Try and remember that children take their cues from their parents, so if you and your spouse can remain amicable throughout this process, your children will weather the storm.
The first thing on your mind when going through a divorce may be, “What will happen to my children?” Custody actions in North Carolina are determined by deciding what is in the children’s best interest. (See NC Gen. Stat. Sec 50-13.2). There are no rules for us or a court to follow – every parenting arrangement varies. Deciding on a parenting arrangement is often the most difficult and emotional part of a divorce. Try and remember that children take their cues from their parents, so if you and your spouse can remain amicable throughout this process, your children will weather the storm. There are some excellent materials out there that can better help you and your children navigate this process. Each parenting arrangement is different and must be tailored to suit the specific needs of your newly restructured family. That said, there are some basic terms and pointers that you need to be familiar with.
The first thing you must do is throw out everything your friends and family have told you about their experiences and their personal parenting schedules. Then you have to stop using common, but incorrect, terms. Many parents, when faced with a child custody issue, get caught up in the terms “sole” and “joint” custody. Don’t get attached to these words; doing so will only fuel a fire.
You May Be Wondering...
Q & A
In an amicable divorce, parents work with lawyers and/or mediators to jointly craft a parenting arrangement that works best for their restructured family. Absent domestic violence or substance abuse issues, it’s almost always better for you and your spouse (no matter how much you might not like them at the moment) to decide what is best for your children. When asking a judge to decide, you’re asking a complete stranger to decide on a limited set of facts (because of the rules of evidence we don’t get to tell them everything we would like to) what arrangement is best. With limited time and limited information, it’s impossible for a judge to know what is best for your children. Many times, the judge makes a decision that on its face looks like what it is best for the family when in reality it leads to constant problems and repeated court appearances.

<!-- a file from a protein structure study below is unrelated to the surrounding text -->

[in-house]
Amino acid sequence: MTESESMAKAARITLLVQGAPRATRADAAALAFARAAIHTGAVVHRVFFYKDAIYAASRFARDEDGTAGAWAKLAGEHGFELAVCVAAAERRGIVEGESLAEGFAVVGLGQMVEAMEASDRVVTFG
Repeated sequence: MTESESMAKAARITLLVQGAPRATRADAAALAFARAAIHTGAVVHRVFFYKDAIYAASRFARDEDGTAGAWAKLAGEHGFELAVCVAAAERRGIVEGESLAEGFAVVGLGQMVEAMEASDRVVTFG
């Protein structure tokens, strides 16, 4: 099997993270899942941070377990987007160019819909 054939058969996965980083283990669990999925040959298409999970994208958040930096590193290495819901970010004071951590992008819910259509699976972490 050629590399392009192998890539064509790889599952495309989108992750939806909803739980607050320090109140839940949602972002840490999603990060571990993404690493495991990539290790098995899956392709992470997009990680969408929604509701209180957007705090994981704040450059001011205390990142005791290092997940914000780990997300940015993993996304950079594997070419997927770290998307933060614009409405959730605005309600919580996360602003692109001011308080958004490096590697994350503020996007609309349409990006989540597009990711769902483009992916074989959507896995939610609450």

We encourage you to use our collaborative, mediation and coaching services to avoid dragging your children through court.
It’s a common misconception that there’s some magic age where children can decide for themselves where they want to live and with which parent they want to live. There is no such age. Although a court can consider the wishes of a child of suitable age and discretion, the child’s wishes will never be the sole deciding factor. A judge still must be guided by the best interest of the child standard and must consider the totality of the circumstances before making any change to a parenting arrangement.
A parenting coordinator is an impartial third party that works with parents to make transitioning to the restructured family easier and less adversarial. A parenting coordinator can be retained to assist families in an amicable divorce or they can be court appointed to assist a family in a high-conflict divorce. For purposes of court actions, high-conflict is defined as cases where the parents demonstrate an ongoing pattern of any of the following:
- Excessive litigation
- Anger and distrust
- Verbal abuse
- Physical aggression or threats of physical aggression
- Difficulty communicating about the care of the children
- Other issues that the court finds requires the services of a parenting coordinator (See NC Gen. Stat. Sec 50-90)
Regardless of the level of conflict in your case; having an impartial neutral to help guide you and your spouse through the child custody process can help you both remained focused on your primary goal: the happiness and well-being of your children. (Kary Church Watson works as a Coordinator and finds her work with parents to be the most rewarding part of her practice. For an overview of Kary’s services and fees, click here.)
Whether a grandparent has rights to custody or visitation is one of the most complicated areas of family law. The rules and the procedure vary based on the status of the custodial claims between the parents. (See NC Gen. Stat. Sec 50-13.2). We strongly recommend that if you have questions about the rights of grandparents that you schedule a consult with us before moving forward.